At the Warehouse of Madness.

Sarah, the new IKEA catalog is waiting for you.

The new IKEA catalog is waiting, just beyond your line of sight — hovering beyond the pleasures and pursuits of this world, somewhere else, somewhere bathed in Stygian darkness, somewhere beyond. Sarah, the new IKEA catalog is waiting. It is waiting for you to speak the forbidden words within its glossy pages, those unholy words, indecipherable except in their cosmic, Scandanavian horror. The new IKEA catalog is waiting for you to unleash the chthonic beasts hidden within the cheerful depths of its Småland ball pit. Give your children to the pit. Give them willingly, and perhaps you will be spared. The new IKEA catalog makes no promises.

The new IKEA catalog is waiting — and watching. You must traverse the ceremonial maze, you must gaze into the empty, haggard eyes of your fellow travelers and the acolytes who assist them, robed in the colors of cosmic rays and acidic, poisoned waters. Their rictus smiles and jittery digits serve as signposts along the path. You must trudge along at the pace of the slowest, the ones surely to be culled first, and you must not allow the decadent temptations glimmering beyond the safety of the twisting path to dazzle you with the effulgence of their clean lines and minimal padding.

You will not reach the center of the maze, for its non-Euclidean confines have no true center, but you may reach a place of respite where you will find malign offerings to tempt the weary pilgrim. Alongside gelatinous mounds of unknown and unknowable berries, balls of ground and roasted flesh sit and wait for consumption. Turn aside, traveler. These unwholesome delights are not what you seek. You must go on, for the new IKEA catalog is waiting.

Down now, down the treacherous stairs that twist in the middle and spill you into the next phase of the labyrinth. More goods gleam and seduce and dazzle in your peripheral vision. Fluorescent tubes cast a sickly glow along the path, their collective hum a rasping prayer to gods you can never know. You continue. Your new catalog is waiting.

Abruptly, the path ends. You pass from the ghastly iridescence of noisome candles and sickly plants into a darker place. The odor of unstable mock-planks of shredded wood assaults you and a mechanical whine startles you into motion. It is within these depths that the new IKEA catalog awaits.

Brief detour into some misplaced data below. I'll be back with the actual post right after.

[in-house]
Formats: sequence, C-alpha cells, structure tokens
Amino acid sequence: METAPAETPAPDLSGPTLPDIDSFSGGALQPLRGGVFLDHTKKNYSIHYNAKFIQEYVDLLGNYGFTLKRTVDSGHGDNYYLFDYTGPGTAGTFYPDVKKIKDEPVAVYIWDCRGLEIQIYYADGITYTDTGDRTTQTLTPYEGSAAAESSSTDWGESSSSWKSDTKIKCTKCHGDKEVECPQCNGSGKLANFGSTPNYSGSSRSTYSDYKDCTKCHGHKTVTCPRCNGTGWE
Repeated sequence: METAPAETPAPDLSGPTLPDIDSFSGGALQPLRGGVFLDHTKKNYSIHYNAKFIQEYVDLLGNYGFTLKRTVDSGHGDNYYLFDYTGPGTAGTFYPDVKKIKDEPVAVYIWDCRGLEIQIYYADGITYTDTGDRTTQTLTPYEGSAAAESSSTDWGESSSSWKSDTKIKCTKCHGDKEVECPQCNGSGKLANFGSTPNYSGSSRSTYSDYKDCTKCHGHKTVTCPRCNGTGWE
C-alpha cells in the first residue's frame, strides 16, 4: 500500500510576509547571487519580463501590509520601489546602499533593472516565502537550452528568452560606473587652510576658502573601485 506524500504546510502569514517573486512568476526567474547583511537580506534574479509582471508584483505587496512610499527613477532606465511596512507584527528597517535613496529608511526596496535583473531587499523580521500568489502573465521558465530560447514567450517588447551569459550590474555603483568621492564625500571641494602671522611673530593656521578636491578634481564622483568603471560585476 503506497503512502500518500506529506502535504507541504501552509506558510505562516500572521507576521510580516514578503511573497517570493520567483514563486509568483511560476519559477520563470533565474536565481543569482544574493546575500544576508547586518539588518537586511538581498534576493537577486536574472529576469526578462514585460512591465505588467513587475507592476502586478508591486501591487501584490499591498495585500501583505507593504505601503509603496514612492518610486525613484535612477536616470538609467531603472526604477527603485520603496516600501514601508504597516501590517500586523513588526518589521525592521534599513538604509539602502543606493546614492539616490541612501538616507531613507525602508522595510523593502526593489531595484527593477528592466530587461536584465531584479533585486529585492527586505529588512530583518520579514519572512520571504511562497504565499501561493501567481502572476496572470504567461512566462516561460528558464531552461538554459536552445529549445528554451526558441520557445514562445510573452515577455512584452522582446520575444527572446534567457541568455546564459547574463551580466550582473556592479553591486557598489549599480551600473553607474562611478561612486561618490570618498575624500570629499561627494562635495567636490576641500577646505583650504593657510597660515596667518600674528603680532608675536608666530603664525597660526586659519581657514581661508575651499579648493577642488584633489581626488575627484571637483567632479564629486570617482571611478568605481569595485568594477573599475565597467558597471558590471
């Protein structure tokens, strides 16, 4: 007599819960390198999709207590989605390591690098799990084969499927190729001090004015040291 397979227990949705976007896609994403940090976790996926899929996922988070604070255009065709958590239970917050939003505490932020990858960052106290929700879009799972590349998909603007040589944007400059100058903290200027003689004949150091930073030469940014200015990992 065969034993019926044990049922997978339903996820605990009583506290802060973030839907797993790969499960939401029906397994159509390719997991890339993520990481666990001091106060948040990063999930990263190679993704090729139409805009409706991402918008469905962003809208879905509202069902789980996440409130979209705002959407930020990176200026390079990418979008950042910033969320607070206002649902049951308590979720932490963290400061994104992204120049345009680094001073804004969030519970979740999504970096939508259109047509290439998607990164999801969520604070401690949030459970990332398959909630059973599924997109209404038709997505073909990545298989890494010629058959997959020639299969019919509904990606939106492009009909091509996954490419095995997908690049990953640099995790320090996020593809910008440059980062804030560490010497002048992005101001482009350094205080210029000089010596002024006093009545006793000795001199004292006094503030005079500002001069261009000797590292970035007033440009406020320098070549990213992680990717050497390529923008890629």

Despite the fatigue and distress, you must push on.

Loathsome and hideous, stacked boxes reach into the heights where once you saw blue skies. It is possible that they still exist out there, somewhere within the cosmos, but you despair at ever seeing them again. The new IKEA catalog waits for you, and time grows short.

Near the last hurdle is an unspeakable room where the dregs collect, the broken and soiled cast-offs which dwell in bins and stacks and sometimes overflow into each other, the larger pieces leaning against one another as though in a drunken stupor, the smaller shivering together at the bottoms of fetid heaps. Some pilgrims dare to enter this place, but upon exit, one can see that they have altered in some fundamental way and only gibbering madness remains where once there was equilibrium.

Now the pilgrims who wandered from the path pay. They queue for the pleasure of but a few chosen acolytes, those trusted to count the signed chits and rare coins the pilgrims leave in exchange for the eldritch objects that will now grace their dank and accursed homes.

But where is the new IKEA catalog, that tome for which you have sweated and persevered amongst conditions beyond comprehension? It was to divulge all of its most hideous secrets, all of the forbidden decor-based knowledge you craved.

In desperation, you accost an acolyte. “Where are the catalogs?” you cry.

“They are no more, shunned mortal,” the acolyte intones gravely. “We expect additional volumes in a week or so.”

Empty-handed and bereft, sanity departed, you fall to your knees, keening.

Sarah, the new IKEA catalog is waiting — as are you.

On arrogance and ruination.

A few quick notes for people who write in library books:

  1. If you’re going to write in a library book, use a red pen for maximum impact.
  2. If you’re going to alter punctuation in a library book, use the correct proofreading symbols to do so.
  3. If you’re going to proofread a traditionally published, copy-edited, and previously proofread book be sure that you have an intimate understanding of grammar and punctuation. Be very sure that the changes you’re making are absolutely correct.

It takes a certain kind of person to write in a library book. It takes another kind of person to alter punctuation throughout an entire library book — incorrectly alter punctuation, in every single instance. I gave up reading the book in question (excerpt pictured above) because the added commas were so glaringly incorrect that it made my skin crawl. I wanted to find the inarticulate comma monster who defaced this perfectly innocent murder mystery and slap them in the face with a glove and demand satisfaction.

Let me explain something. I understand arrogance very well because I am inflicted with that particular malady. Have you ever heard of a psychological condition called Imposter Syndrome? I definitely don’t have that. I sort of have the opposite of that. When I walk into a new room, I’m not secretly worried that I don’t belong there or that I’m a fraud. Very often I walk into a room and think: Oh, come on. I am so much better than these people.